Seriously, Christians need to relax about Drag Queen Story Hour.
We have an epidemic of predatory pastors, but, yeah, let’s worry about drag queens reading books to kids at the local library.
Drag is performance, part entertainment, and part social commentary on gender. Sure, we could have a high-level theoretical conversation about performativity, signaling, homonormativity, and gender fluidity, and I have my own critiques of drag, but that’s not the point here.
The point is many Christians are freaked out because they think drag queens care for children simply by being drag queens in a public space with children present.
Drag Queen Story Hour began in San Francisco in 2015 when Michelle Tea took her baby to library story hours, but found them to be quite heteronormative — focusing on and assuming heterosexual families. So she decided to create something more inclusive, especially for LGBTQ families. And Drag Queen Story Hour was born. The concept quickly spread to libraries across the country where it was well received by the children and families who participated.
Of course, not everyone was happy about drag queens reading to kids. A petition to the American Library Association to stop Drag Queen Story Hours garnered 100,000 signatures, but the ALA responded by reaffirming its commitment to freedom of expression and ideas.
“The right is using gender and sexuality fears to recruit new followers and distract from its own current scandals.”
Today tackling the drag queens reading to children is a practical strategy to prevent the politico-religious right from watching its own house. The right is using fears about gender and sexuality to enlist new followers and to distract from its own current scandals, including clergy abuse and insurrection. It’s much easier to play on old stereotypes about predatory homosexuals than to address the beams in their own eyes.
Certainly, sexuality is a component of drag. Many drag performers are gay men. Not all. Drag suggests that queer sexuality is not deviant. It’s not grooming. And, in fact, hearing this message early on may mean that children in the audience who grow up to be gay are better able to accept themselves and less likely to kill themselves, although there seems to be a feeling among many people on the right that it’s “better dead than fag”. Some on the right even want an America where queers are executed.
Now, that’s not to say the drag isn’t a threat. Drag is an incredible threat – to gender norms that subordinate women and vilify LGBTQ people – and that’s what the right is really afraid of, that drag could cause people to rethink gender and sexuality, that they could still lose their grip of power over heterosexual women and gender and sexual minorities.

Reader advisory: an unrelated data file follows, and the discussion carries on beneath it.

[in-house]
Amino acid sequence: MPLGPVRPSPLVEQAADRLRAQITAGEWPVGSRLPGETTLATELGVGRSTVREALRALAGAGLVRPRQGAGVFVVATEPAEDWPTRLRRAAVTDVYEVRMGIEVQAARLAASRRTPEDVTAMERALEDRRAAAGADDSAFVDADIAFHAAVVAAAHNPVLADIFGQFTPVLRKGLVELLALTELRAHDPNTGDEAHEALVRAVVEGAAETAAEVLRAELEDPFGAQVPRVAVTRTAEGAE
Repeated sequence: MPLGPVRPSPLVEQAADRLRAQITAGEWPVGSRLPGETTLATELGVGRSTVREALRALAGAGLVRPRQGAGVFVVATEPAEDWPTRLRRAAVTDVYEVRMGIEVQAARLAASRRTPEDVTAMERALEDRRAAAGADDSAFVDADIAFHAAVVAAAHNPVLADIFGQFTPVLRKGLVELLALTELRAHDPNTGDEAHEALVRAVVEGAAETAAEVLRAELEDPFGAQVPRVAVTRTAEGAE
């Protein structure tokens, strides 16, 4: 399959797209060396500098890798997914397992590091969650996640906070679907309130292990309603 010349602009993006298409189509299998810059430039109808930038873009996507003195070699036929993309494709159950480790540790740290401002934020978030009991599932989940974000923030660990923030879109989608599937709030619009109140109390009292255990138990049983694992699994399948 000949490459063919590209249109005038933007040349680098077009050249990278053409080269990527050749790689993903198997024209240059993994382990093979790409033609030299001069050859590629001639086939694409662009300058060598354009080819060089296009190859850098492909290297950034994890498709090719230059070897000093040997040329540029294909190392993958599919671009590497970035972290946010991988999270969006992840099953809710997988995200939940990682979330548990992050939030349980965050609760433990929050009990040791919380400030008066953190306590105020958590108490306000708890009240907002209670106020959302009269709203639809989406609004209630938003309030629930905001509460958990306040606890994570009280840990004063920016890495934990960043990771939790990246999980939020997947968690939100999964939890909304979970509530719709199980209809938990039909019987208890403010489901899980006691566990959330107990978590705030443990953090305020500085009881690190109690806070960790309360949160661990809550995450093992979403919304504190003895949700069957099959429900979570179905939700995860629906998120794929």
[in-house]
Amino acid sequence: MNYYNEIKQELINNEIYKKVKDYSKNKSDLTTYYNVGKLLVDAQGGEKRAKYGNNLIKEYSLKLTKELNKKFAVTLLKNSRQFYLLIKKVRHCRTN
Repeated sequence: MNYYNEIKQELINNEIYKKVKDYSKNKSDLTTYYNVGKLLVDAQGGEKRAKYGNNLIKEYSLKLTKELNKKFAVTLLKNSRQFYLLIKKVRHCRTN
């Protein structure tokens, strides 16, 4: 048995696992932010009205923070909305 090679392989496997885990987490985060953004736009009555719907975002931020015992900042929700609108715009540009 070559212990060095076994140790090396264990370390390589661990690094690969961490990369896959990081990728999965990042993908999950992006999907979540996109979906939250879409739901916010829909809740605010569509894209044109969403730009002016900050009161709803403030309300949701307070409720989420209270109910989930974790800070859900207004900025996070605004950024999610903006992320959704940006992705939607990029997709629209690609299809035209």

Children themselves explore gender. Think of how many little boys might want to wear a princess costume before social constraints make them ashamed to do so. Many little girls want to be pirates and play baseball. Drag queens might help them think it’s OK.
“Incarnation is kind of a brake, isn’t it?”
You might be wondering what the Bible has to say about all of this. Well, embodiment is kind of a brake, isn’t it? At the center of our faith is a story of God taking over, fulfilling humanity and thereby redeeming humanity. The incarnation is not “God in a body”. The incarnation is God’s seal of approval on our humanity, a declaration of God’s radical inclusiveness to our humanity. It is a reminder, as our Quaker brothers and sisters would say, that there is God in every person.
Feminist theorists remind us that gender itself is a performance. Within our cultures, we learn to act like the sex we were assigned at birth. After all, there’s no set biological reason why women should wear dresses, paint their nails, carry handbags, and wear pantyhose. Nor is there an innate requirement for men to have every pocket, to have trouser sizes that take height and height into account, or to not have to shave their legs. .
We’re so desperate to strengthen this gender illusion that we distinguish fashion by which side of the shirt buttons are on, we charge women and men different prices for dry cleaning said shirts, and we have a separate bowling alley by gender.
Drag queens turned all that upside down. The same goes for the gospel, really. The good news is that in the community of God, we are all welcome to live as our authentic selves, neither male nor female, male and female.
Susan M. Shaw is Professor of Women’s, Gender, and Sexuality Studies at Oregon State University in Corvallis, Oregon. She is also an ordained Baptist minister and holds an MA and Ph.D. from Southern Baptist Theological Seminary. His most recent book is intersectional theology: an introductory guideco-written with Grace Ji-Sun Kim.
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